My first encounter with Oracle was back in 2001. It was installed on a Windows 2k test server. We worked in a one year long project and I had enough time to learn about it. I just remember having encountered feelings. SQL was very pleasant: the CASE keyword was not part of my daily queries so I found it extremely useful to do rows to columns conversions. Text functions helped us implement all our crazy ideas for a search engine. And migration to production (a Solaris server) was completely painless. On the other side, it was a resource hog: running Oracle was the only thing test server could execute at a time and getting a working TNS configuration was a hard task. After that, I never considered again Oracle for my personal projects, because of its high price and hardware requirements. Until now.
What is Oracle XE?
Oracle XE or Oracle Express Edition is the newer and lighter version of the powerful database. It’s free to download and use but has some minor restrictions:
- Supports up to 4Gb of user data – Most databases I know are a lot smaller.
- It only uses one processor – In case you have a multiprocessor computer.
- You cannot run more than one instance on any computer.
- It uses up to 1Gb of RAM even if you have more.
One of the best things about XE is its smaller memory footprint. Really. You can easily run it on your computer and you won’t notice it is there. So, last week I surfed to Oracle’s web site, read about it and decided to give it a try.To install it:
- Go to the Oracle XE site and download it. You will need a free Oracle account.
- When finish downloading, double click the debian installation package.
- Click the Install Package button.
- When finished, open a Terminal window to configure it, and type sudo /etc/init.d/oracle-xe configure as shown below:
$ sudo /etc/init.d/oracle-xe configure Oracle Database 10g Express Edition Configuration ------------------------------------------------- This will configure on-boot properties of Oracle Database 10g Express Edition. The following questions will determine whether the database should be starting upon system boot, the ports it will use, and the passwords that will be used for database accounts. Press to accept the defaults. Ctrl-C will abort.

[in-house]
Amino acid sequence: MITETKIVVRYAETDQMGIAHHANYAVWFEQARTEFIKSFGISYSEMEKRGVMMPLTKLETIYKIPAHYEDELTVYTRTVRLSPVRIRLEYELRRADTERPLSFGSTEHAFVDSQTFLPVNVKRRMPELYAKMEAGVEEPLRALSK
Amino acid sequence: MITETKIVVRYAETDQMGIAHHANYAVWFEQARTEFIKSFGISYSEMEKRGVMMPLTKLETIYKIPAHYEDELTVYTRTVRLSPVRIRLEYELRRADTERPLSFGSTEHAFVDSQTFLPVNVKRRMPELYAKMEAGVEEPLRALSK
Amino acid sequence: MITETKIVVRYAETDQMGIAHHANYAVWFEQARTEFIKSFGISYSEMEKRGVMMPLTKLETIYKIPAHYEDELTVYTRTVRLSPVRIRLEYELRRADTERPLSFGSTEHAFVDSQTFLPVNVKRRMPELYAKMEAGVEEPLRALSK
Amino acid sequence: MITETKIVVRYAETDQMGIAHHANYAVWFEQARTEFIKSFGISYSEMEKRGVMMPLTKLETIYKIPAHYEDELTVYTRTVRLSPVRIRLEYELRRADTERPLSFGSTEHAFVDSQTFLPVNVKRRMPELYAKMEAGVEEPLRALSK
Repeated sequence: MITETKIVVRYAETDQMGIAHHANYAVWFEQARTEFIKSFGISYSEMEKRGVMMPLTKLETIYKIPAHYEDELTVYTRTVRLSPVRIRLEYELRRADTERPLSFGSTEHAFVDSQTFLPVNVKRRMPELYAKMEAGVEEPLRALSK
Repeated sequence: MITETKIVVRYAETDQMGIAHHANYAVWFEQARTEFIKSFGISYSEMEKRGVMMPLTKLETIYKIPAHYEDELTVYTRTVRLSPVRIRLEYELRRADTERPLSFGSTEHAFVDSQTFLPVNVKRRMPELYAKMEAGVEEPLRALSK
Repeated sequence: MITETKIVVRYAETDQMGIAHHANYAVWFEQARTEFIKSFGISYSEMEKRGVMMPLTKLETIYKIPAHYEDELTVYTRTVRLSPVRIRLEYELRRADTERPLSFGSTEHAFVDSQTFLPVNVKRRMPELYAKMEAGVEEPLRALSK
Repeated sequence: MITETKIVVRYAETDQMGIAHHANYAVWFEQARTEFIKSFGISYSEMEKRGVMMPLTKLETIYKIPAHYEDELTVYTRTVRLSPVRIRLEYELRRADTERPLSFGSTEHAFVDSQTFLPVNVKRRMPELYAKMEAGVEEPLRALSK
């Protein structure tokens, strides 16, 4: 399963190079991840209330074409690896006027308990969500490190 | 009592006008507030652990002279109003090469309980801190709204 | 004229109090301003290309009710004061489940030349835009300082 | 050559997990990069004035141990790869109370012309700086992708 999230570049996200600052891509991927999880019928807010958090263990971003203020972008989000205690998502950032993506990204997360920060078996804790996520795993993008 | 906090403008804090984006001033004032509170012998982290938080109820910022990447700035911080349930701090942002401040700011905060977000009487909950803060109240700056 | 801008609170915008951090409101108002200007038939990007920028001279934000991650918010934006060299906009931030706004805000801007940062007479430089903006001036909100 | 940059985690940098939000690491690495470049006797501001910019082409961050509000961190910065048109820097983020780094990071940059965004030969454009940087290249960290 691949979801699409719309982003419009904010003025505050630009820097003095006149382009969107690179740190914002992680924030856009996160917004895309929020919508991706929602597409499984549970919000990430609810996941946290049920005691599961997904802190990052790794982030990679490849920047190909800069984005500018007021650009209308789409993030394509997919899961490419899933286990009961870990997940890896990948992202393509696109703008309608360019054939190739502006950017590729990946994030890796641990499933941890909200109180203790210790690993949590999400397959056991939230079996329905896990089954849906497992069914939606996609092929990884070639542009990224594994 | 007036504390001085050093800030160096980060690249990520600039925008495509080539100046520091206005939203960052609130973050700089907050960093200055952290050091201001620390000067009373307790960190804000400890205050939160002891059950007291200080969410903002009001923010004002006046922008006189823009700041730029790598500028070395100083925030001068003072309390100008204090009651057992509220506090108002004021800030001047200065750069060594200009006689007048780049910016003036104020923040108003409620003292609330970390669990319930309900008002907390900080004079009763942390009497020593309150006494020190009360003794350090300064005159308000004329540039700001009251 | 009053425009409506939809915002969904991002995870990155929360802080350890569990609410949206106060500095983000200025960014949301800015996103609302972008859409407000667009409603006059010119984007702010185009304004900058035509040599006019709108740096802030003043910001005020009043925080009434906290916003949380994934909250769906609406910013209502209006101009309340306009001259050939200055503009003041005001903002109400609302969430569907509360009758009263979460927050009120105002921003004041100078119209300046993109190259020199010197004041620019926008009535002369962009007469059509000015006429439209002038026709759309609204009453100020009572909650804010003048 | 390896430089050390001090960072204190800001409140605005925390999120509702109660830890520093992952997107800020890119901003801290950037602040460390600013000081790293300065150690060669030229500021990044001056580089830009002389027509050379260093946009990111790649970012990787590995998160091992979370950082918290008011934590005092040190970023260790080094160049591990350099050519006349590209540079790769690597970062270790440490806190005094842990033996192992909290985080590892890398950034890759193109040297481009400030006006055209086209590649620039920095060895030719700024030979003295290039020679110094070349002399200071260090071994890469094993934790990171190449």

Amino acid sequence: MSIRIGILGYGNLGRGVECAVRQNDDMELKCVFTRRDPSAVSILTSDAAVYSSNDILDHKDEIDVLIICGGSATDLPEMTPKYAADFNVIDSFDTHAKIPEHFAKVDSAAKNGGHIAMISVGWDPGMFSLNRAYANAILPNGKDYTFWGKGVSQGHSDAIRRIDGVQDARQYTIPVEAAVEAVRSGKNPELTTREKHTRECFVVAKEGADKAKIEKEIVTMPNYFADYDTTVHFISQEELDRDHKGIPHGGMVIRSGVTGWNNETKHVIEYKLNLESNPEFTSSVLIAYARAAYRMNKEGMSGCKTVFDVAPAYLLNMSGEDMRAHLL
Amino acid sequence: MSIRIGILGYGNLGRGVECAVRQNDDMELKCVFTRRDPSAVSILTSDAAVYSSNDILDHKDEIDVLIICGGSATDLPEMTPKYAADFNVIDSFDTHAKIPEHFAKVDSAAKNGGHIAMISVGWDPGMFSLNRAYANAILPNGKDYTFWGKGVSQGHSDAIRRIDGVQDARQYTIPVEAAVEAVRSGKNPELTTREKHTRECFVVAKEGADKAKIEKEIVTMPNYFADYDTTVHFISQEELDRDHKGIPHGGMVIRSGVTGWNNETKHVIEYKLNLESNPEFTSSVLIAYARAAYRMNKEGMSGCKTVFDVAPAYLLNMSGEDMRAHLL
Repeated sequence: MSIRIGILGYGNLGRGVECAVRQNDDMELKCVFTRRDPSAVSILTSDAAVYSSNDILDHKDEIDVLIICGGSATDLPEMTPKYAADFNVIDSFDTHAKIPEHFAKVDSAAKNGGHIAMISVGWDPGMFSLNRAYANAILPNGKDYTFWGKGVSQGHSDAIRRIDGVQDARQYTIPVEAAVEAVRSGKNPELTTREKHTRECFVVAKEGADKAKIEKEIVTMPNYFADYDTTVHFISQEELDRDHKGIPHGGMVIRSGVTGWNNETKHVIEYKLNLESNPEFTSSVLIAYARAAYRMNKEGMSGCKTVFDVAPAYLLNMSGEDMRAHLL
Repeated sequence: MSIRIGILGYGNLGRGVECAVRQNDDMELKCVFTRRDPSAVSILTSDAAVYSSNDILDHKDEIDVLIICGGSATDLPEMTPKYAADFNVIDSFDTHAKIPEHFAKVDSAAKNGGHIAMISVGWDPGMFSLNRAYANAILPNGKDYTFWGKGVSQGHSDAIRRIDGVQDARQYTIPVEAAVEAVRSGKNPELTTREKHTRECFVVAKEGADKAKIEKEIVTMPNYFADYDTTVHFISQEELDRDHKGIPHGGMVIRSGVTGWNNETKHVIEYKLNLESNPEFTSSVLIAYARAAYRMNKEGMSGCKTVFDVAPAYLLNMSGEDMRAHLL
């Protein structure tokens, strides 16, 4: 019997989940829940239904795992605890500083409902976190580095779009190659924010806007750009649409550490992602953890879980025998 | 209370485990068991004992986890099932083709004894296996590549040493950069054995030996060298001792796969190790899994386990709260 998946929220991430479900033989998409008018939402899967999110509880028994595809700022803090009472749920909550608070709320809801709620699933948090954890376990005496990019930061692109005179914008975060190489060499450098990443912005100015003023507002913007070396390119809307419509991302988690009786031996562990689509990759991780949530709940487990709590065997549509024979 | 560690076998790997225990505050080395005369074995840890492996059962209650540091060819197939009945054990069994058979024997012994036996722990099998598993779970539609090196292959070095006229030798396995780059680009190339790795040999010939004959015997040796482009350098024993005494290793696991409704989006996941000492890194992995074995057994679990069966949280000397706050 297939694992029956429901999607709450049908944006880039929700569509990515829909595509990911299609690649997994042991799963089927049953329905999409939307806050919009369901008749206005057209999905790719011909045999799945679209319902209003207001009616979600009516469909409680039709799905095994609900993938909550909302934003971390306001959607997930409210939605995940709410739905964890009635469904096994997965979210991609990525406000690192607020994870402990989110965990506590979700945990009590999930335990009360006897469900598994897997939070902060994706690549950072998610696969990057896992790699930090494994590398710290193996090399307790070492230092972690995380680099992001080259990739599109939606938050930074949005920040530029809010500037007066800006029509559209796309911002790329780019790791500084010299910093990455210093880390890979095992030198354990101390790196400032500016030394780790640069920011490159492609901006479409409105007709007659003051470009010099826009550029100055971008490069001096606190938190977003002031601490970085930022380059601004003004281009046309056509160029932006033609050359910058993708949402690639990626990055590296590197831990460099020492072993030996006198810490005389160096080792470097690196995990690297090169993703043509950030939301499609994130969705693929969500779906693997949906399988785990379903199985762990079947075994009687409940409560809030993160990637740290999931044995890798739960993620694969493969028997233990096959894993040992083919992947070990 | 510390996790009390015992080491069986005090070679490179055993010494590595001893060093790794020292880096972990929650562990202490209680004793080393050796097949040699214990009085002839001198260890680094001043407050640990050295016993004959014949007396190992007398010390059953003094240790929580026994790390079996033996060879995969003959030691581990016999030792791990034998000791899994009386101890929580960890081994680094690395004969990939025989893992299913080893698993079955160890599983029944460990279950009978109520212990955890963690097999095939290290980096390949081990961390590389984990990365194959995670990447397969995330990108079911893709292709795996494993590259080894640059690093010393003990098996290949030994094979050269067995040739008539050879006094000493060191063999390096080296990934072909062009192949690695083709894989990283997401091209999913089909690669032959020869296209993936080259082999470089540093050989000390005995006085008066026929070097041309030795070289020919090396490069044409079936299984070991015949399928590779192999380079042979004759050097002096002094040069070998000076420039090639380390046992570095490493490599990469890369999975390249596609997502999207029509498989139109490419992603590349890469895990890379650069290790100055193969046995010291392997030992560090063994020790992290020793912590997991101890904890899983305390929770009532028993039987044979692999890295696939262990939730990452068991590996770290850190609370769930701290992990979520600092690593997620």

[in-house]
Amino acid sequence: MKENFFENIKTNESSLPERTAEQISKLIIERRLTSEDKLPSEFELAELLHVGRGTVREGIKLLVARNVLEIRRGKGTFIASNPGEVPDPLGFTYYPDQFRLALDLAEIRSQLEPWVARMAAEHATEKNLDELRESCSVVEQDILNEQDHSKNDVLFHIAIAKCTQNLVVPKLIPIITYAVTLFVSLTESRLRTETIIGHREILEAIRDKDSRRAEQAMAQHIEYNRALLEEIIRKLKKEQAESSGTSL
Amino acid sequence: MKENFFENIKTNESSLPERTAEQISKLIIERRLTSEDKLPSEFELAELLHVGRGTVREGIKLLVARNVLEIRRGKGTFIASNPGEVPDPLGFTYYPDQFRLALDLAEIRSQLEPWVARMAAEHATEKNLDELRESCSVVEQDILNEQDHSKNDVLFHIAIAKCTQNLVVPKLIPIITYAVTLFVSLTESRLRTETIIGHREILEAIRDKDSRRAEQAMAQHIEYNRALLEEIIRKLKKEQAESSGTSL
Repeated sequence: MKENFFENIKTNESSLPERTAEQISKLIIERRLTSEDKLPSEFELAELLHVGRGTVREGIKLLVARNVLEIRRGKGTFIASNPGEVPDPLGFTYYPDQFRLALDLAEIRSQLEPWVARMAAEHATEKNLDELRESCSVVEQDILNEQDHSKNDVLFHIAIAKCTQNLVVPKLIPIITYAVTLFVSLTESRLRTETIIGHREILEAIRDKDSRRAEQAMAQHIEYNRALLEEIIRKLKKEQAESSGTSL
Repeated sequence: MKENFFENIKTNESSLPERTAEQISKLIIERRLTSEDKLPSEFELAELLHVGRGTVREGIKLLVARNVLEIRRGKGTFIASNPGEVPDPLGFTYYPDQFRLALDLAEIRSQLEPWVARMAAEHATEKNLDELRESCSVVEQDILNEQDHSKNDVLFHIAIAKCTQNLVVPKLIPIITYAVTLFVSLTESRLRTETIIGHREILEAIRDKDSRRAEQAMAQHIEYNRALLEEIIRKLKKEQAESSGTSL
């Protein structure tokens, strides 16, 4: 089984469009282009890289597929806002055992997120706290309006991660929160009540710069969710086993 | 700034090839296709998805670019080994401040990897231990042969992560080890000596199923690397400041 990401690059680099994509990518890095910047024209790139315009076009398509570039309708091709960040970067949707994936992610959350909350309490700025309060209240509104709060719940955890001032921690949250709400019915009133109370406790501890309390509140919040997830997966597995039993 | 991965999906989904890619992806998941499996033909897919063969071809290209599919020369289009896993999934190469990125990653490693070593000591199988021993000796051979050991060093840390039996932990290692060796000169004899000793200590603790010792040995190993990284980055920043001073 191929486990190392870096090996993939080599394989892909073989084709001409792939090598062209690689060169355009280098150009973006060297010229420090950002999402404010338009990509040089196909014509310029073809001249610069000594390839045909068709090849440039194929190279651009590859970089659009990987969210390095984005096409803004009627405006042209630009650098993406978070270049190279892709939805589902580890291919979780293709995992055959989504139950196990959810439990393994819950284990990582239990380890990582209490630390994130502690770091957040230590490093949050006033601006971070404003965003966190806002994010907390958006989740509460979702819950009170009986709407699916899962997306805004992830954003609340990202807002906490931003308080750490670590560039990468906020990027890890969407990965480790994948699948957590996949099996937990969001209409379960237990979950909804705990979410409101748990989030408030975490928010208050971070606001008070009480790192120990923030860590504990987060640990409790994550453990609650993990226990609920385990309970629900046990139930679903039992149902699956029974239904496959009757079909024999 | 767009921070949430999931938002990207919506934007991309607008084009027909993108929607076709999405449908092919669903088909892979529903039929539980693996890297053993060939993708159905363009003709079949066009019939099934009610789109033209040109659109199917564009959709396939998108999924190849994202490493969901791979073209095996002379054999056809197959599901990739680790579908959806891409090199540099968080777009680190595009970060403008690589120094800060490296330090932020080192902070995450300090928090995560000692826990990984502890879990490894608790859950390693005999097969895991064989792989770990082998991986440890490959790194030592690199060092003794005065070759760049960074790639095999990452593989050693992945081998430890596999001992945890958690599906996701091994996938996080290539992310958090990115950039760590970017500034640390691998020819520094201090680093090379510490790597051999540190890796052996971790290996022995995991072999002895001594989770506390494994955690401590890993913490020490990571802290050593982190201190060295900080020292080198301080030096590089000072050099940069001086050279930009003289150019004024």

I changed the default port to 9090:
Specify the HTTP port that will be used for Oracle Application Express :9090
Specify a port that will be used for the database listener : Specify a password to be used for database accounts. Note that the same password will be used for SYS and SYSTEM. Oracle recommends the use of different passwords for each database account. This can be done after initial configuration: Confirm the password:
I don’t want to start it on boot:
Do you want Oracle Database 10g Express Edition to be started on boot (y/n) [y]:n Starting Oracle Net Listener...Done Configuring Database...Done Starting Oracle Database 10g Express Edition Instance...Done Installation Completed Successfully. To access the Database Home Page go to "http://127.0.0.1:9090/apex"
After this you should have a running Oracle instance. Now let’s connect to it.
- Go to the Applications menu and select Oracle Database 10g Express Edition > Go to Database Home Page.
- Type system for username and the password you typed during configuration.
Now let’s enable the HR user, which will let us play with the demo database.
- Click the Administration arrow and select Database Users > Manage Users.
- Click on the HR user.
- Type a password for the user. Also, in Account Status, select Unlocked. Press Alter User to finish.
You can now play with it.
Adding your user to the DBA group.
You want to do this because if you don’t some options in the Applications > Oracle Database 10g Express Edition menu will not work.
- Go to the System menu and select Administration > Users and Groups.
- Click the Manage Groups button.
- Select the dba group and click Properties.
- Finally, select your user name and click Ok.
Now you should be able to start and stop the database from the Applications menu.
During configuration you were asked if you wanted to start the Oracle Database at boot. If you chose No, then you can manually start it from a terminal like this:
/etc/init.d/oracle-xe enable /etc/init.d/oracle-xe start
Running SQLPlus from a Terminal
If you want to run SQLPlus from a Terminal you must first setup the following environment variables:
$ ORACLE_HOME=/usr/lib/oracle/xe/app/oracle/product/10.2.0/server $ export ORACLE_HOME $ ORACLE_SID=XE $ export ORACLE_SID $ PATH=$ORACLE_HOME/bin:$PATH $ export PATH $ LD_LIBRARY_PATH=$ORACLE_HOME/lib $ export LD_LIBRARY_PATH
You can make this changes permanent by saving them into your ~/.bashrc file.
Work in Progress:
Talk about how to create users and what schemes are
Talk about jdeveloper and sqldeveloper
What to do if you rename your computer
Few changes are necessary once you change your computer’s name:
- Modify your /etc/hosts file. You must write your new computer’s name in this file. If you don’t Oracle will simply refuse to start and will show this error:
Common ErrorsORA-01034: ORACLE not available ORA-27101: shared memory realm does not exist Linux Error: 2: No such file or directory
- Modify $ORACLE_HOME/network/admin/listener.ora and tnsnames.ora. If you don’t Oracle will not accept incoming connections from other computers.